Research on both malaria and other infections diseases has generated new approaches to immunization that offer great promise for malaria vaccines. Nucleic acid vaccines, proteosomes, and several new adjuvants are examples of technologies that may be appropriate for the next generation of malaria vaccines.

  • Market forces for developing malaria vaccines, while not appreciated, are potentially vigorous, and growing on a global scale.

As with the development of any commercial product, a clearly identified market is essential. Remarkably little effort has been directed toward characterizing potential global markets for different malaria vaccines. The traditionally most attractive markets have been thought to be the military and “traveler” markets of North America and Europe—the vast emerging middle classes in South and Central America, Africa, India, and Southeast Asia, where the risk of malaria is widely recognized, have been largely overlooked. Nevertheless, the type of vaccine suitable for travelers, which may be quite expensive, could also find a vigorous and profitable market within these populations. It seemed likely to workshop participants that analyses of potential consumer populations would reveal a market of hundreds of millions of dollars annually, which would render a malaria vaccine an economically sound investment for a pharmaceutical company. The neediest populations, however, still comprise the poor and very large populations of Asia and Sub-Saharan Africa, which suffer disproportionate death and morbidity from malaria, yet have limited ability to pay for vaccines. Workshop participants recognized that a vaccine for reducing mortality in these populations, while potentially more feasible, must also be affordable. Large international agencies such as the World Health Organization, UNICEF, and the bilateral assistance agencies, which would be the most likely purchasers and distributors of vaccines for these populations, would have to do so through pricing and delivery agreements with vaccine manufacturers. Analyses of these markets, including cost-effectiveness studies of vaccine price supports compared with other methods of malaria prevention and control, are essential for informed decision-making by industry and the public sector.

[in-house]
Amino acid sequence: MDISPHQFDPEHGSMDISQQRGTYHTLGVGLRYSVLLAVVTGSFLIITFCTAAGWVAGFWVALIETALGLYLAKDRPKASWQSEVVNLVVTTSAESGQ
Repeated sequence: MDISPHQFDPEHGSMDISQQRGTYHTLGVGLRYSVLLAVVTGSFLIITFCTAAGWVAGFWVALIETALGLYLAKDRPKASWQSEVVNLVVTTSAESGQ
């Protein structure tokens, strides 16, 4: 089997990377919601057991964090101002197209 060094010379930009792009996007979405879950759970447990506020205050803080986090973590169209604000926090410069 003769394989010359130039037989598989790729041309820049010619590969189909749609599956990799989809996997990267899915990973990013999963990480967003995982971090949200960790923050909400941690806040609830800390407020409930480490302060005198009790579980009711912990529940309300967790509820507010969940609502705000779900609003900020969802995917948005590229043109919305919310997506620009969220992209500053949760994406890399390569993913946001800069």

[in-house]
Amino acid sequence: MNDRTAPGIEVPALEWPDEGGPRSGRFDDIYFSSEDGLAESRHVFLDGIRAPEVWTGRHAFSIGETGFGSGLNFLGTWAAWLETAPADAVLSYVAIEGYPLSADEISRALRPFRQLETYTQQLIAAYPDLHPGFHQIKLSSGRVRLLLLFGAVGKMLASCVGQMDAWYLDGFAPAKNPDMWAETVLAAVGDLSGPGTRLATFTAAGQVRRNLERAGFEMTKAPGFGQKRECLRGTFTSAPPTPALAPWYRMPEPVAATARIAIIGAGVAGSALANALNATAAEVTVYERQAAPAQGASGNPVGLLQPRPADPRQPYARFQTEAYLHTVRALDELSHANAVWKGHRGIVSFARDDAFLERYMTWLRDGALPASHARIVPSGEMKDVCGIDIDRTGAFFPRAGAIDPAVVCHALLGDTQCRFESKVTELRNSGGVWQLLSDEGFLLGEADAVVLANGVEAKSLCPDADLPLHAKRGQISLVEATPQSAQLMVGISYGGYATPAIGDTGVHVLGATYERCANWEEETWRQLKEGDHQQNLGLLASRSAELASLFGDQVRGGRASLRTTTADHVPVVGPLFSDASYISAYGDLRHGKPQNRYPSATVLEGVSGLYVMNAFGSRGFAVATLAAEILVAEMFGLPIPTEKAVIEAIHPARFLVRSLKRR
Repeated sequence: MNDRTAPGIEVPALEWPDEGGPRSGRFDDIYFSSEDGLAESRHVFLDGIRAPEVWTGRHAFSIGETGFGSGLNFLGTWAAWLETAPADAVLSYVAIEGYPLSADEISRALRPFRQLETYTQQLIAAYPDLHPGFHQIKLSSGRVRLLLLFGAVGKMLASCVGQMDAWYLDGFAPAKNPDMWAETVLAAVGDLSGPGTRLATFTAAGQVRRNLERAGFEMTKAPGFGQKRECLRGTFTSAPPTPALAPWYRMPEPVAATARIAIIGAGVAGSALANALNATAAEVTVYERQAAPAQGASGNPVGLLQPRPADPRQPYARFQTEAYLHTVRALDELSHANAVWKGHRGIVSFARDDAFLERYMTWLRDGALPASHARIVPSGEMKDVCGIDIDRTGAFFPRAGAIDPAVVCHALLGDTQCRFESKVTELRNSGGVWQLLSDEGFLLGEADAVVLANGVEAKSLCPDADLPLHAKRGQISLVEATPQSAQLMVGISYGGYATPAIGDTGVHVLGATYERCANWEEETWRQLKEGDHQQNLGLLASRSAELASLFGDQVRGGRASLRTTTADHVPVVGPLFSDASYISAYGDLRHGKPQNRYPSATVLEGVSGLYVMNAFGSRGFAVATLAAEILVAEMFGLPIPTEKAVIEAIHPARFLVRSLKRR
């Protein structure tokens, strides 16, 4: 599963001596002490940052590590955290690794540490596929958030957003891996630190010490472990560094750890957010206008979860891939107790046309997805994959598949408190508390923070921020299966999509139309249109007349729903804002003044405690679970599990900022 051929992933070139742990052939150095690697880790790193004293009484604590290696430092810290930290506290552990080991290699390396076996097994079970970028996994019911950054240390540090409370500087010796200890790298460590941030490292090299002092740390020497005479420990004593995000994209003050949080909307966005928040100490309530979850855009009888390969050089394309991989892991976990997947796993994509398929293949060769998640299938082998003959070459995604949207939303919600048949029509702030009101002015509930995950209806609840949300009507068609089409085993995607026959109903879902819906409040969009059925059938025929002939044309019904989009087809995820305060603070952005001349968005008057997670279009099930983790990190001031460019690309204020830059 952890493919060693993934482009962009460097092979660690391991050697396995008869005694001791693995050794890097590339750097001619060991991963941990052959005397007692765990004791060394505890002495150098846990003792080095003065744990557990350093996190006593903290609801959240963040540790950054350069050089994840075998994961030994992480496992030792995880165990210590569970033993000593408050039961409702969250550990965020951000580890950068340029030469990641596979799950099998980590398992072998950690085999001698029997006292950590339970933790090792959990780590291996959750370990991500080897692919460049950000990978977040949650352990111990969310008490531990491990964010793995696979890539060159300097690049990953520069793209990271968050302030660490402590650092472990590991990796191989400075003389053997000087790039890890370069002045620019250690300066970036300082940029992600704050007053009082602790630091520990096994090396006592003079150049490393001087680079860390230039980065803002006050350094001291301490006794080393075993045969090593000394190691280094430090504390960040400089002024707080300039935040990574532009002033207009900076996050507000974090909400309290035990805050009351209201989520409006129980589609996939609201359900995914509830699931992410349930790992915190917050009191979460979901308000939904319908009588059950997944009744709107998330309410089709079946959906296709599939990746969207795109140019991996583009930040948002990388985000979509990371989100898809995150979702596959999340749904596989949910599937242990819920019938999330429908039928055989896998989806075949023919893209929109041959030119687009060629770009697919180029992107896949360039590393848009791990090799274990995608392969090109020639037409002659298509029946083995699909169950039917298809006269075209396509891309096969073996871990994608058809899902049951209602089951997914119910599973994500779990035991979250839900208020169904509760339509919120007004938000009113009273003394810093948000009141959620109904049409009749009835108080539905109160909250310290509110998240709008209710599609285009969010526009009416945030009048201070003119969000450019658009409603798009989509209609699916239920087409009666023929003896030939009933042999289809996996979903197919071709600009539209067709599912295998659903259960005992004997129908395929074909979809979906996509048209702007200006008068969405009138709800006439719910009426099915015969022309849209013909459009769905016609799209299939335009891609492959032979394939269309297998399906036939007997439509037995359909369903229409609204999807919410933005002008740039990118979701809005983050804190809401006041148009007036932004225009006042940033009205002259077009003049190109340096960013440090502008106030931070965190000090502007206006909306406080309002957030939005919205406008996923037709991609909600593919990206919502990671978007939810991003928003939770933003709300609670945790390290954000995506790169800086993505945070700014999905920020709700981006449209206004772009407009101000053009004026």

• Immunization-challenge studies in humans offer a means of rapid evaluation of efficacy for some types of malaria vaccines.

Obtaining evidence of safety and efficacy in the target population is a critical step for any new vaccine candidate. Early in the development process, preerythrocytic and sexual-stage malaria vaccines can be safely tested for efficacy through experimental challenge of a small number of tightly controlled and monitored volunteers recruited under informed consent procedures. Such small-scale trials ensure that only the most promising vaccine strategies proceed to more elaborate and expensive field trials. The expertise and technical support required to perform this procedure are available in academic centers and in Department of Defense laboratories.

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